• Disinfect all surfaces such as armrests, tables and handles with disinfectant wipes after landing.

Why can flying with a cold be dangerous?

You should be aware that there is a risk of infecting the flight crew and other travellers. For yourself, there is a risk that the typical cold symptoms will be exacerbated by the differences in pressure during the flight. This will only delay your recovery and may even lead to a worsening of your state of health.

Tips for flying with a mild cold

If you are travelling anyway, it is best to follow these recommendations:

  • Use decongestant nasal sprays to clear your sinuses and reduce the strain on your middle ear caused by the change in pressure.
  • Drink plenty of water and avoid alcoholic drinks to stay hydrated and prevent dehydration of the mucous membranes.
  • Take appropriate medication to alleviate the symptoms of a cold, such as painkillers for headaches and aching limbs.
  • Try to rest during the flight and avoid excessive exertion so as not to put additional strain on your body.
  • Ensure good hand hygiene by washing your hands regularly or using sanitiser.

Tips for equalising pressure despite having a cold

The so-called Valsalva manoeuvre is often used to equalise pressure, in which you exert pressure on the sinuses by breathing out through the nose, but holding it closed and keeping your mouth closed at the same time. 

However, it is not recommended if you are ill, as the additional pressure on the sinuses can lead to discomfort in the middle ear. Instead, follow our recommendations:

  • Use decongestant nasal sprays.
  • Chew several chewing gums.
  • Yawn or swallow regularly.
  • Use special ear defenders.

FAQ: Flying with a cold

To put all your possible worries at ease, we answer other frequently asked questions about travelling by air with a cold below. 

Can children fly with a cold?

Children can usually fly too, but parents should take the severity of the symptoms into account. Be prepared for their discomfort to only get worse. Seek medical advice from your paediatrician or family doctor if necessary. 

Why nasal spray when flying?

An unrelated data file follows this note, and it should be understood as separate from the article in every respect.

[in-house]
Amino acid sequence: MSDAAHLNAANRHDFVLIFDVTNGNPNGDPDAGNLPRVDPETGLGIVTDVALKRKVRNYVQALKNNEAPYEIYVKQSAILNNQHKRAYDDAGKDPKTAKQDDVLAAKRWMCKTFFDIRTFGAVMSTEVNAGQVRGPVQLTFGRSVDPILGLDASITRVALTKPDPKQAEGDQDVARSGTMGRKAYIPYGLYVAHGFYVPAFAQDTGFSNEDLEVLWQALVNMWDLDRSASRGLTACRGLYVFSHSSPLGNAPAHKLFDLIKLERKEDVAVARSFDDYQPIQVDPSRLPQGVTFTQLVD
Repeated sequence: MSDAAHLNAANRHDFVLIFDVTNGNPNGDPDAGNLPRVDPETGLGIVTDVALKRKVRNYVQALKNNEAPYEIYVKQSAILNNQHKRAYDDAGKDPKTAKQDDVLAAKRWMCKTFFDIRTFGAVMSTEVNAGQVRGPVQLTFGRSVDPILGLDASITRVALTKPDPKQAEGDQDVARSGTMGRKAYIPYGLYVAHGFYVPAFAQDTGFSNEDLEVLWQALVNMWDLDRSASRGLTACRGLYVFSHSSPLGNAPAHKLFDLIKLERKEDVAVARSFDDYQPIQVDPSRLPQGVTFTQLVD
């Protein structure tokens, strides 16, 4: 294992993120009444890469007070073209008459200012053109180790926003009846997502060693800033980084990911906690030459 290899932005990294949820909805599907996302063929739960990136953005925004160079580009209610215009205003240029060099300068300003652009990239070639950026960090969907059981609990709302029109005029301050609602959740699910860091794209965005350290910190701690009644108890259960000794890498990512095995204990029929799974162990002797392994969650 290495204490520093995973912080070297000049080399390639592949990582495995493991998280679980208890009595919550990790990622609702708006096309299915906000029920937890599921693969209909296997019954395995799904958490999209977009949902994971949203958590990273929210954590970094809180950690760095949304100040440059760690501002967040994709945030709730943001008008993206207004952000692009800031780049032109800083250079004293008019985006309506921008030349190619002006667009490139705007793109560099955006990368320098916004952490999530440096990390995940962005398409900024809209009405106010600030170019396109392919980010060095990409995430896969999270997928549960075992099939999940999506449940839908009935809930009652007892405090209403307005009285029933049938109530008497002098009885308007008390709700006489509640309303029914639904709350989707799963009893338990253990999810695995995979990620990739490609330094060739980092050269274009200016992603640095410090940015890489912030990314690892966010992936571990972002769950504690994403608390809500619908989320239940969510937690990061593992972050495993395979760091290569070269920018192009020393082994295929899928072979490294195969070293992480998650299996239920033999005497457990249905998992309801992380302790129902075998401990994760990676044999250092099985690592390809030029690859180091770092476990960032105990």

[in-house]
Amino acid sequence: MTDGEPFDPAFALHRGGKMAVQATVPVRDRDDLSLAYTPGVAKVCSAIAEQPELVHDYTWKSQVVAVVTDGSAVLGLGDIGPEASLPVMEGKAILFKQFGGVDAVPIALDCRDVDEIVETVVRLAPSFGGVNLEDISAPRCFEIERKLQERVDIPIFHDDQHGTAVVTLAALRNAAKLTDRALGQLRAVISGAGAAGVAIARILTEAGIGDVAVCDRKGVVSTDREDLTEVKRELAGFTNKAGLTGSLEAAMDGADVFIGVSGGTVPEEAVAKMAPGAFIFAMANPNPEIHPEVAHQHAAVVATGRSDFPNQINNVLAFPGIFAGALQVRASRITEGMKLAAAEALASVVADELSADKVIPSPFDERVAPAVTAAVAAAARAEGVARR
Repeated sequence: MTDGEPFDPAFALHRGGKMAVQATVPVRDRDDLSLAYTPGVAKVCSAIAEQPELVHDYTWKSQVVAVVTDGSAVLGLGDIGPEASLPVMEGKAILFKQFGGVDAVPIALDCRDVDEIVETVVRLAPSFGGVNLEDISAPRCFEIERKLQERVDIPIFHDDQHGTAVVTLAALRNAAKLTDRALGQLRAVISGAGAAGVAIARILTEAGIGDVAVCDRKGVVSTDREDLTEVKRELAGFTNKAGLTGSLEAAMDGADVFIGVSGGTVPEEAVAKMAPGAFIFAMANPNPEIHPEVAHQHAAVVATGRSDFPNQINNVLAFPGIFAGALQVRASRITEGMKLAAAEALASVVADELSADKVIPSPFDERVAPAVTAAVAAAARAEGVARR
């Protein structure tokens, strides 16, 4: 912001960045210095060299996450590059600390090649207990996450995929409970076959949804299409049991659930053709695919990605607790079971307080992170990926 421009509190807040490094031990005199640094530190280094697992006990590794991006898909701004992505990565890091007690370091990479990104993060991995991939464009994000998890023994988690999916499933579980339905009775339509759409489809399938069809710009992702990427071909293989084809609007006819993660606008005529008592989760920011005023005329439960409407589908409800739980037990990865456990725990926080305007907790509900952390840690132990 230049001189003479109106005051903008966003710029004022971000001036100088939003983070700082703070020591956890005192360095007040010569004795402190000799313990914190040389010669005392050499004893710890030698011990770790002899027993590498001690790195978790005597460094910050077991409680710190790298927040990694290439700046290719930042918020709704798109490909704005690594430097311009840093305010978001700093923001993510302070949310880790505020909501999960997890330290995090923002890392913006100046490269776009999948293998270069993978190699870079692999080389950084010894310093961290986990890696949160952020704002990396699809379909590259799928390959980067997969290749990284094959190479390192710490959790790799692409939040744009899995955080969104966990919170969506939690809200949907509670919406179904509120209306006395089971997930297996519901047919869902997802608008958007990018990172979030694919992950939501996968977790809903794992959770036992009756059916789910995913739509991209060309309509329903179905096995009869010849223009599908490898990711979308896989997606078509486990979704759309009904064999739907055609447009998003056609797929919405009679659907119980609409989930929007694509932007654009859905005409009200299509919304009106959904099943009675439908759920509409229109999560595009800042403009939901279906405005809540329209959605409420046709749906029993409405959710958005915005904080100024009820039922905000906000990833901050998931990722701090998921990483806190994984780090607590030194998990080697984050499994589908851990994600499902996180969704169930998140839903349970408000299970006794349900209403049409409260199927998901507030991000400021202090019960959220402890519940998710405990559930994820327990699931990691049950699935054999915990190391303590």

Nasal sprays help to equalise the pressure in the ears by decongesting the mucous membranes and clearing the sinuses and ears.

Do ear plugs help when flying?

Special earplugs or earmuffs help to equalise pressure as they regulate air circulation in the ear and reduce possible discomfort.

Can you fly with a cough?

You can fly by aeroplane even if you have a slight cough. However, you should consider your own state of health and the risk of infection for other air travellers. If you have a severe or persistent cough, it is advisable to seek medical advice and postpone your journey if necessary.

Can you fly with a cold?

You can normally fly with a mild cold. However, individual symptoms, pressure equalisation and the potential risk of infection for other passengers must be taken into account.

Is flying with a cold dangerous?

As a rule, flying with a cold does not harbour any direct dangers. However, the pressure differences in the aircraft cabin can cause unpleasant symptoms such as pain in the ear.

Can I fly with the flu?

It is recommended not to fly with flu, especially if the symptoms are severe or accompanied by a fever.

Conclusion on flying with a cold

Flying with a slight cold is possible, but requires consideration. Assess how ill you feel, the urgency of the journey and consider postponing if you have severe symptoms or serious health concerns. If you choose to fly, prepare to protect yourself and avoid infecting other travellers.

How can Flightright help you?

Are you stuck at the airport due to a flight delay? Your flight has been cancelled or you have been removed from the passenger list (denied boarding)?

In each of the situations described, you as a passenger have a right to compensation.

According to the UK261 Legislation, passengers are entitled to compensation in the event of a delay, cancellation, overbooking, or missed connection. They can receive up to £520 compensation per person (minus the success commission). This compensation is independent of the ticket price. Flightright enforces your right for you. If necessary also in court.

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As the market-leading consumer portal, Flightright fights for the enforcement of air passenger rights. We stand up for your rights in the event of a flight delay, cancellation or denied boarding and refer to the UK261 Regulation. Flightright’s air passenger rights experts are also happy to help you with ticket refunds and refunds for cancelled package tours.